Making A Murderer’s Steven Avery Says His Brothers Could Have Killed Theresa Halbach

Steven Avery, the subject of the Netflix documentary series Making A Murderer, has his own theory of who murdered Theresa Halbach–his own brothers.

According to legal documents Avery filed in 2009, which were obtained by TMZ, Avery notes that his brothers Earl and Charles both have a history of sexually assault and harassment.

In the documents, Avery suggests that his brothers were jealous of the settlement he received after having been falsely accused of raping Penny Beerntsen, and had also been fighting with him over the family business. He says these issues could have motivated them to frame him.

Earl Avery had previously pled “no contest” to sexually assaulting his two daughters, and Charles Avery had previously been charged with sexually assaulting his own wife and strangling her with a telephone cord.

During the same month Theresa Halbach was murdered, several women accused Charles of aggressive behavior and stalking, with one woman claiming he would drive by her house repeatedly and then call her to tell her he’d seen her in her bathing suit.

Personally, I’d been leaning towards Scott Tadych and Bobby Dassey as the most likely suspects since watching the series, but this definitely makes me question that.

In other Making A Murderer news–Avery’s former counsel (and my future husband) Dean Strang hinted to The Daily Beast that he and Jerry Buting may well return to help Avery overturn his conviction, if that were the most effective way of helping him.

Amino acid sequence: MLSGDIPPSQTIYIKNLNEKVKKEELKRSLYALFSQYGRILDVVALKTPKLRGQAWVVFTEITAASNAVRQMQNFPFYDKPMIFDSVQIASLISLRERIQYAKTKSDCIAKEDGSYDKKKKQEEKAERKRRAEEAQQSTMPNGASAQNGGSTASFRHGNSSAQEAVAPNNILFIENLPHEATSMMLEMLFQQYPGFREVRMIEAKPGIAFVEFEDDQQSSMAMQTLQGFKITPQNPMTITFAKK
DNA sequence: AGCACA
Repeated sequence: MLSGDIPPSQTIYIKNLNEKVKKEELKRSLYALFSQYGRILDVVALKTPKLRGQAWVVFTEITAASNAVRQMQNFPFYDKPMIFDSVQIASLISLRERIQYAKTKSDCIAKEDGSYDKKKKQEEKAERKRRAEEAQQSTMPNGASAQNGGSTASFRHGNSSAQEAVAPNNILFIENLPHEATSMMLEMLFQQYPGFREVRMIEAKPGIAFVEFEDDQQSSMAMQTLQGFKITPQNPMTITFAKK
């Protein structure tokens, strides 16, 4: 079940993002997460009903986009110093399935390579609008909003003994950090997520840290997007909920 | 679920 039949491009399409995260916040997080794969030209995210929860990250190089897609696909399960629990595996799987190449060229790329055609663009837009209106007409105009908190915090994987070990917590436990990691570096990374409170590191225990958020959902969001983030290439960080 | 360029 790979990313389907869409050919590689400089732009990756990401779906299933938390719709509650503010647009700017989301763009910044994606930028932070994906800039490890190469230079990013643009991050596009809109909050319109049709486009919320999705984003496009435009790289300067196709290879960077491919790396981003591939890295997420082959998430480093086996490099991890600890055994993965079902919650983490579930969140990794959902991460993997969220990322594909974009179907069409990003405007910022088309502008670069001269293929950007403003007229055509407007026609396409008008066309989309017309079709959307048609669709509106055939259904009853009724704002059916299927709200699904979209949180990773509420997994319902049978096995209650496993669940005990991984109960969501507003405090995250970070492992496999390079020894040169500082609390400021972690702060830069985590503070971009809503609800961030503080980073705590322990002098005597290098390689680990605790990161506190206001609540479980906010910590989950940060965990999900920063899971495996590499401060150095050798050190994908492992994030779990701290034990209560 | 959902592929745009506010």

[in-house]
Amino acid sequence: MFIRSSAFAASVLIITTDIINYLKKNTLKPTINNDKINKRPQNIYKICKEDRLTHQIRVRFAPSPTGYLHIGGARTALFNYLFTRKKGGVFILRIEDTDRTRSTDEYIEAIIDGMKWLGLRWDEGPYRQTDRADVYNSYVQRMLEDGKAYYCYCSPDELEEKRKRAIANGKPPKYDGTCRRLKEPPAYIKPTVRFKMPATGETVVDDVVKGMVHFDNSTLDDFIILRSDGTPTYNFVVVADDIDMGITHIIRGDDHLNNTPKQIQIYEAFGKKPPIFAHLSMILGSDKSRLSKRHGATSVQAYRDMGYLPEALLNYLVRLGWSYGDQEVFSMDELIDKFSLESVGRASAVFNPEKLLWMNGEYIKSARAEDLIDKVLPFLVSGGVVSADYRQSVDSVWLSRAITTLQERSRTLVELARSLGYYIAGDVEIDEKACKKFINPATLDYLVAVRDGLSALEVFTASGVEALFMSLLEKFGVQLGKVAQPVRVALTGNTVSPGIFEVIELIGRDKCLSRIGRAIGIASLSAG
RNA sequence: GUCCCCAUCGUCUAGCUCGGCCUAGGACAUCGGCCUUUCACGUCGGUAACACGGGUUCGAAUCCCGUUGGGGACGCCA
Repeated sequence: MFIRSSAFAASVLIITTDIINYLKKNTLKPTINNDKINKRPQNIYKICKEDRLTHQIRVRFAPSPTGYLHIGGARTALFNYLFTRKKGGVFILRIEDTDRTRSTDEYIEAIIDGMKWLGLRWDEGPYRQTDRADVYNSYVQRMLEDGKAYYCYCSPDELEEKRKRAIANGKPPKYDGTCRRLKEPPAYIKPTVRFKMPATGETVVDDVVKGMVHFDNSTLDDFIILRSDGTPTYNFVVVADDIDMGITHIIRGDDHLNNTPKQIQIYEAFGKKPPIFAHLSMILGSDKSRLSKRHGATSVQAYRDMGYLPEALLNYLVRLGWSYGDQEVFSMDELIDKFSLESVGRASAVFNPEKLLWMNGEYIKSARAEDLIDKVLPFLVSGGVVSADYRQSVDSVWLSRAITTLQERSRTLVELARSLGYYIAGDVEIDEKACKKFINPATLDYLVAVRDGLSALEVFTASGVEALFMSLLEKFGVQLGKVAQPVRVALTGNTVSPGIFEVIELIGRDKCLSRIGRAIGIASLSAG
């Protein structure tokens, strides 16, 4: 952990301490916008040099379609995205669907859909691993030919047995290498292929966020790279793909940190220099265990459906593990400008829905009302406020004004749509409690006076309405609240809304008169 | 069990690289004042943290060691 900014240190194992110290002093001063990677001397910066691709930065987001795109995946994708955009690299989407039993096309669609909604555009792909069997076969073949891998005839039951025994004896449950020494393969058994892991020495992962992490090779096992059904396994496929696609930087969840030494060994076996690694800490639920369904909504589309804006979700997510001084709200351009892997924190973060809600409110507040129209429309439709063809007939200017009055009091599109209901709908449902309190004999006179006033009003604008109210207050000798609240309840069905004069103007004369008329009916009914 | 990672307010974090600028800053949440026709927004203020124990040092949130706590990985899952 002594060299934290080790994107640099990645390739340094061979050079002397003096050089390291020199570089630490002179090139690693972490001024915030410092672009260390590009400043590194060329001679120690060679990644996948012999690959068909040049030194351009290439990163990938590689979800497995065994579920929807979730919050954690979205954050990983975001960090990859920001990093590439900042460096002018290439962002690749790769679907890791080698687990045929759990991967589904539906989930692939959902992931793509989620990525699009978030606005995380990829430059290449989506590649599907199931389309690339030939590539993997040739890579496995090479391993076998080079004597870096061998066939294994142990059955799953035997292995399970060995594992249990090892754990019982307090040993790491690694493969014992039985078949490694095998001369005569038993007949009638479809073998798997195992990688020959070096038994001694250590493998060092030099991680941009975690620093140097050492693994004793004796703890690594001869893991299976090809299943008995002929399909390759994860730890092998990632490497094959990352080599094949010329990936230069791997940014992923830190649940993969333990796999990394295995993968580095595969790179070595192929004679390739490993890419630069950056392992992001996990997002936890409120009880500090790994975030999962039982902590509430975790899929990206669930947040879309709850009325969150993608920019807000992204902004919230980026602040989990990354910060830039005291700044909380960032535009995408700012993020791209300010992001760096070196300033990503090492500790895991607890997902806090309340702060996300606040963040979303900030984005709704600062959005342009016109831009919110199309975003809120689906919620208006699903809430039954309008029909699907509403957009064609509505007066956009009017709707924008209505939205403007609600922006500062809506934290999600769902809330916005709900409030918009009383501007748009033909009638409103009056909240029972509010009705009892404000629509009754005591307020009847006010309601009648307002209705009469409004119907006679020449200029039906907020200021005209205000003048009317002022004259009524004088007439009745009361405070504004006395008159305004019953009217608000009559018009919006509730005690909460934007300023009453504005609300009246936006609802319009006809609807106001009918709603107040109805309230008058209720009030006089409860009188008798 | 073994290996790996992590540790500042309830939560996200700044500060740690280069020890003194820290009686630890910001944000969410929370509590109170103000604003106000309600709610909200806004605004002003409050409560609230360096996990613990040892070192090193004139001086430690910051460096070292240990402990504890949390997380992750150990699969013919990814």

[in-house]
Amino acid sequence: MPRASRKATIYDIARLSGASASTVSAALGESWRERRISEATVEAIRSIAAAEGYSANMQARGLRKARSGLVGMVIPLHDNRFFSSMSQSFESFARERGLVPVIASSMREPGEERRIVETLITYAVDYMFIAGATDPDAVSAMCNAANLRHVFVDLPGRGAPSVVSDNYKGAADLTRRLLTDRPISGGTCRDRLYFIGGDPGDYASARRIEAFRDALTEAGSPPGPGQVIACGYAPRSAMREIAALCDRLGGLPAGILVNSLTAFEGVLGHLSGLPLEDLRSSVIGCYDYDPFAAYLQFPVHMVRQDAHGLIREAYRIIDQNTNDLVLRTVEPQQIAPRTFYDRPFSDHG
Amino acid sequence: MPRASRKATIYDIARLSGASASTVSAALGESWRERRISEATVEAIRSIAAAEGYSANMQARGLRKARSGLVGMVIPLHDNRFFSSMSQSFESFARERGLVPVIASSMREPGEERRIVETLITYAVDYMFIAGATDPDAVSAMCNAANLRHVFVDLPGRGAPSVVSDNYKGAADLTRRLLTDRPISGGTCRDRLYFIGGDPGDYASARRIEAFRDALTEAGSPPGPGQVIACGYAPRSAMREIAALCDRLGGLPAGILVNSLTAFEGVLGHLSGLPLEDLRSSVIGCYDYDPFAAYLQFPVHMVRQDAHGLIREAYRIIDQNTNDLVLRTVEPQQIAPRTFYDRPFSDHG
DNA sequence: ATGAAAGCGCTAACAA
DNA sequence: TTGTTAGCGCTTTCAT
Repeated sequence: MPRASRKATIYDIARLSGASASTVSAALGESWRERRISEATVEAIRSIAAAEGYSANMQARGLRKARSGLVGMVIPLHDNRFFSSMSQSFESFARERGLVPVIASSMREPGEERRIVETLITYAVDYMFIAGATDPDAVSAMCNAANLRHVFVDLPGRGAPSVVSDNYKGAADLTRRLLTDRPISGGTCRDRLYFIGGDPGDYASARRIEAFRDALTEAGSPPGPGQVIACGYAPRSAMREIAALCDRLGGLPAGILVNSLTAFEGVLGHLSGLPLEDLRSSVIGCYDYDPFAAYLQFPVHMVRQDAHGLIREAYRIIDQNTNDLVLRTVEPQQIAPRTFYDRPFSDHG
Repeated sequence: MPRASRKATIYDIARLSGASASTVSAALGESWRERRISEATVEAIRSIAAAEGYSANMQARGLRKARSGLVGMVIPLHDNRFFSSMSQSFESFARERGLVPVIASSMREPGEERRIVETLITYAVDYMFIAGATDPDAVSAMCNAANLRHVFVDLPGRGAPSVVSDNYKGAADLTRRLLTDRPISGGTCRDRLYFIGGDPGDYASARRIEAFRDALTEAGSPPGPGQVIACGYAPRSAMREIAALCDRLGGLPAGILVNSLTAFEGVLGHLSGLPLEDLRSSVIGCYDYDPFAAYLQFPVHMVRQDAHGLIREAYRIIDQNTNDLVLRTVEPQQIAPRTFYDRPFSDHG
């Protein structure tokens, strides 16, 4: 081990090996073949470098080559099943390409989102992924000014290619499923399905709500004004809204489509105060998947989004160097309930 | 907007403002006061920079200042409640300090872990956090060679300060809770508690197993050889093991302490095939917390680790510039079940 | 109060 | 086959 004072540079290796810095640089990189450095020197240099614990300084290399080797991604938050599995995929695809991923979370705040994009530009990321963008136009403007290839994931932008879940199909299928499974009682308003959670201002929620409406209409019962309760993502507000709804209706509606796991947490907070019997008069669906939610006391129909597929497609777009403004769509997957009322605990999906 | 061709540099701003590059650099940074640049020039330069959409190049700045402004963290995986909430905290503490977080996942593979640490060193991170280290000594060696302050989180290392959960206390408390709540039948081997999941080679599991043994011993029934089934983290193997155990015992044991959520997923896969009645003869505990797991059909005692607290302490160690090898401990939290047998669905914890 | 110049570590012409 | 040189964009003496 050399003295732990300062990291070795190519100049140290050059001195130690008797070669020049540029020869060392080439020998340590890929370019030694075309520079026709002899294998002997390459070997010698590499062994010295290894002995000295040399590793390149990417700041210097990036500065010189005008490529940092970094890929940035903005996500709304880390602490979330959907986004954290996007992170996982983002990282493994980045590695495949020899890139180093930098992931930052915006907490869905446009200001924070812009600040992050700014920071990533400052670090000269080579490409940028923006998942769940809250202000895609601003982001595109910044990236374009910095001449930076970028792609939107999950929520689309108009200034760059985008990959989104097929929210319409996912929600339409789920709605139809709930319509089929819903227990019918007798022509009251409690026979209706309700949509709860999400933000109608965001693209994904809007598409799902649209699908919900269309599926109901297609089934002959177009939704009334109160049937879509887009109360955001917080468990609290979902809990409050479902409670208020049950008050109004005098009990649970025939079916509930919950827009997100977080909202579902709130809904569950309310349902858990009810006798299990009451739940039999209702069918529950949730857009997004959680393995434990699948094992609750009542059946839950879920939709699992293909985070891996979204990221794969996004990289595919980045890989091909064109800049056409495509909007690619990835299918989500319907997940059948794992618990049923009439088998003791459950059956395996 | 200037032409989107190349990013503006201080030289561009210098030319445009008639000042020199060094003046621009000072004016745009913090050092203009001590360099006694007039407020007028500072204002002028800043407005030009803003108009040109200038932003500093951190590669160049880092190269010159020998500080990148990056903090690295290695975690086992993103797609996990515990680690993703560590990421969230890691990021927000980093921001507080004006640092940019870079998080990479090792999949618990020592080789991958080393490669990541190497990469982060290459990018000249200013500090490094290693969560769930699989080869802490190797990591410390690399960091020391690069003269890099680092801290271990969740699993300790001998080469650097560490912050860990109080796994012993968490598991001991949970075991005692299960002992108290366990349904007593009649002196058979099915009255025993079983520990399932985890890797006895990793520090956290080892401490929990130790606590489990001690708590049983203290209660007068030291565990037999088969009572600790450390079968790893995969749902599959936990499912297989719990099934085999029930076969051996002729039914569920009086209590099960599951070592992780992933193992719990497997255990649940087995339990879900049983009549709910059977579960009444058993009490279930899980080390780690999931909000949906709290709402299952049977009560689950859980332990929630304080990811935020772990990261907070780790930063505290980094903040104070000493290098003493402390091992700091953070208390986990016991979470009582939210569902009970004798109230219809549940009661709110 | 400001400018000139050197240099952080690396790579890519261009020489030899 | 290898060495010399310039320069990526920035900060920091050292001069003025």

“Jerry and I both have always been in touch with Steven, on and off,” said Strang, who now leads his own law firm, Strang Bradley LLC in Madison. Buting is a partner in Buting, Williams & Stilling, S.C., an hour away in Brookfield, Wisconsin. “It’s clear that he probably needs formal legal representation [for] the specific, concrete things that a lawyer can do in the coming weeks and months.

“It would depend on what he wants, for one, and two, whether any future legal steps might involve examining whether Jerry and I dropped the ball in some way—whether we were inadequate or the legal term is ineffective, in some way. If some possible avenue of relief might be raising questions about our performance or criticizing our performance then we shouldn’t be the ones to do that.

“He’s not going to be able to pay anybody,” he added. “Money isn’t in the equation. But what is, right now in our eyes, is, what’s best for Steven?”

God, he’s a mensch.

I think we’re all hoping that Avery’s case is reexamined as a result of this series. Especially considering that after its release, a juror came out saying that they believed Avery was framed but voted guilty both in fear of repercussions from police and because they made “I’ll vote guilty on this if you vote not guilty on that” deals amongst themselves, which is definitely not a legal way to decide a case.

[The Daily Beast]